“It was six hours every month which I could spend with my other child, who has his own struggles, and it’s always difficult to give him enough attention while meeting Poppy’s needs.

“We’d go and have lunch with his granddad, which was much easier for me when I didn’t have to feed Poppy, and she felt she had somewhere to go that was ‘hers’. It gave her a degree of independence.” Ms Bishop said she was “gutted” when she learned that the Chiltern Centre would no longer be able to take Poppy as the only alternatives are in Abingdon and Oxford.

She said: “I won’t be using those as it isn’t worth it. I’d be driving a three-hour round trip just to get six hours’ respite and that isn’t enough time to get any benefit whereas the Chiltern Centre was only 20 minutes away. It’s a case of the pain outweighing the gain, sadly.

“We need to have services like that locally and I think Ofsted should look at the needs of the area rather than treating everything as a box-ticking exercise. We’ve lost something very helpful and will have to just get by with nothing to replace it.

“I don’t understand why the age group issue is such a problem. The only reason there are so many older users is because they’ve been there for years and many of them are Poppy’s friends.

“I know that other parents are complaining to Ofsted but my energies are focused elsewhere at the moment. It might sound silly but you wonder if there’s any point because it’s unlikely that they’ll listen.

“The Chiltern Centre has always been a fantastic place with trained staff who know every child’s needs. I never once had concerns about Poppy’s safety.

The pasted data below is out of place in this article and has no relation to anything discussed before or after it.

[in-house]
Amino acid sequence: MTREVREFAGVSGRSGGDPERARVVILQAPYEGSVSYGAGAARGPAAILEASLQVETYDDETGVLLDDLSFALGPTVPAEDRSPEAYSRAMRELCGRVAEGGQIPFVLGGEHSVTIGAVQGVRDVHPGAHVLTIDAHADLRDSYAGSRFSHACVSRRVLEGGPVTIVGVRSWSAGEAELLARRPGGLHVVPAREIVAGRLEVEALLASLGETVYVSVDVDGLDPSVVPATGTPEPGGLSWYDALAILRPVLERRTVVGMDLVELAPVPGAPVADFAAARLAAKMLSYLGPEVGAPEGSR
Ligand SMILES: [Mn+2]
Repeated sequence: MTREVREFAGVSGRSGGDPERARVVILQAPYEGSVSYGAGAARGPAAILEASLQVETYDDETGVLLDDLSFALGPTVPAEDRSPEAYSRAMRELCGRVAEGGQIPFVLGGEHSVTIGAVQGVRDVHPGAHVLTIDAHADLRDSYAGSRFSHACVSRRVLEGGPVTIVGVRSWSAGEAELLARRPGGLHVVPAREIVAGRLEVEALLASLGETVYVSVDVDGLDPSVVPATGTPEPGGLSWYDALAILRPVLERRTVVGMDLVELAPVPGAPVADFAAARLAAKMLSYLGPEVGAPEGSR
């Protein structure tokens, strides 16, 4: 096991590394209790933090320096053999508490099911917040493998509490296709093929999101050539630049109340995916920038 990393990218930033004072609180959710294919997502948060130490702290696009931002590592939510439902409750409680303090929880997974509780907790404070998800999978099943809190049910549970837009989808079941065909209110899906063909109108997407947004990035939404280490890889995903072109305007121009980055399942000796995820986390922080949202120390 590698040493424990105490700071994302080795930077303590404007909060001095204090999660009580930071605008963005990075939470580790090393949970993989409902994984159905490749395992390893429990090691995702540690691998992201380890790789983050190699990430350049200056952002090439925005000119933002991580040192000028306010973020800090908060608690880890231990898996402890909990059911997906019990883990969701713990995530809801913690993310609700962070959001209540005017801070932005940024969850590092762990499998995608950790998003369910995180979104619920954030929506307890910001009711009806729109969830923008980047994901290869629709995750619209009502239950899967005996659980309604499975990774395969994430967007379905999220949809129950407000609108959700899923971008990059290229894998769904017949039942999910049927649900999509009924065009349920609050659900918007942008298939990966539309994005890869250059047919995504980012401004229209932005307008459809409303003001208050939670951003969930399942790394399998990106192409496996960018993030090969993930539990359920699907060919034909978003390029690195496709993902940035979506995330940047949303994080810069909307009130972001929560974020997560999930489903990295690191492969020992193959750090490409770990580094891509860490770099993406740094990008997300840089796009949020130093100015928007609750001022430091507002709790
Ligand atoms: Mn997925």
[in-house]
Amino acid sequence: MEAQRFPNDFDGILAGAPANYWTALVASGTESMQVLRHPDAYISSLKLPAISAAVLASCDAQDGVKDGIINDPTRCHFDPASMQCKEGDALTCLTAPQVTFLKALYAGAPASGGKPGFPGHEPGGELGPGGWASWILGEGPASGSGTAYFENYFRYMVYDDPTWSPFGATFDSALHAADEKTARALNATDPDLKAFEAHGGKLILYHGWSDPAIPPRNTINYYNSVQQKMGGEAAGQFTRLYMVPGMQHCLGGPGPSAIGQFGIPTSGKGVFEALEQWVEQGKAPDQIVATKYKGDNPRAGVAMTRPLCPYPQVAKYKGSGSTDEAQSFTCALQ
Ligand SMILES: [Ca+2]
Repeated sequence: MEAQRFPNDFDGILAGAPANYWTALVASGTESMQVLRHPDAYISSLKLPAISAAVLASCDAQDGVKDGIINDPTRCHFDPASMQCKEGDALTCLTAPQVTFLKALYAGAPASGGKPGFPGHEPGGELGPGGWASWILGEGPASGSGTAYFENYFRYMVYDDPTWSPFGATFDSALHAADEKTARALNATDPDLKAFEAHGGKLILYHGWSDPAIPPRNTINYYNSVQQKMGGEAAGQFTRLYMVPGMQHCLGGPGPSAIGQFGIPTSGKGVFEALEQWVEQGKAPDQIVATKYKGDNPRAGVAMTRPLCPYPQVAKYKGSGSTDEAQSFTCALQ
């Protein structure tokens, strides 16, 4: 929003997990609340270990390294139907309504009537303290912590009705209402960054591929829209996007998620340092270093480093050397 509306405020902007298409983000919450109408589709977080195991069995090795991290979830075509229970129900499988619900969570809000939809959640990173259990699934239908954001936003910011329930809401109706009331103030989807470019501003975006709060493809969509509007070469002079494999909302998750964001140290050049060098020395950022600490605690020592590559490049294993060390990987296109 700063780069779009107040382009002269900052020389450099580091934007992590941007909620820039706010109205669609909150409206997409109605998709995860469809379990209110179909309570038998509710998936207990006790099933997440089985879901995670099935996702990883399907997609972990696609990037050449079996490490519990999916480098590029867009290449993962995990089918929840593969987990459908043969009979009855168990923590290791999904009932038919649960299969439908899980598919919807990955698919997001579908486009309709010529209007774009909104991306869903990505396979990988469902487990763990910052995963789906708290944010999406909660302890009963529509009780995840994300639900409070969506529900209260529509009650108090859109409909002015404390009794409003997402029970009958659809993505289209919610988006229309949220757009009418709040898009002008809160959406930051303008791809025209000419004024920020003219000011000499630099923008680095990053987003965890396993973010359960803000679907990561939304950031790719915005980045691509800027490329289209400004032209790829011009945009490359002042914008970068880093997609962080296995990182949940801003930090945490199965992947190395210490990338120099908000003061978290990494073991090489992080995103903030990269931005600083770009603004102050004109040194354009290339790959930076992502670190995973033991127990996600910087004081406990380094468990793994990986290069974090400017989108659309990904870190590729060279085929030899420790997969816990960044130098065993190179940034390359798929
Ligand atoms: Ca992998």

“I always knew she was safe there and I wouldn’t have that same trust in somewhere different.

“I once went on holiday for a week and she stayed there but that’s not an option now.”

Andy and Nikki Kelly’s 11-year-old son Toby had visited the Chiltern Centre since 2015 as he relies on a wheelchair following a severe bout of meningitis.

The couple, from Dorchester, have complained to Ofsted, saying its ruling is a “devastating blow”.

The Kellys say: “We’re appalled that such an impactful decision has been made with no consultation with those most affected and with such short notice that finding alternatives is impossible. We cannot see how this is in the best interests of the children and their families.”

Simon Mattison, whose young son uses the centre, called Ofsted’s decision “cruel and arbitrary”.

He said: “My child’s mental health and wellbeing will now be significantly adversely affected by your decision. You are taking away his happiness for no discernible purpose.”

Ofsted’s decision follows a visit in January in which it deemed the centre “inadequate” after learning that managers had failed to report a safeguarding concern to the county’s external panel. No one was harmed but it said they should have followed protocol.

The centre says the watchdog overlooked its breach of registration for many years as it had no control over the age of clients being referred and it would have been financially unsustainable to look after “wholly or mostly” younger children as it was meant to.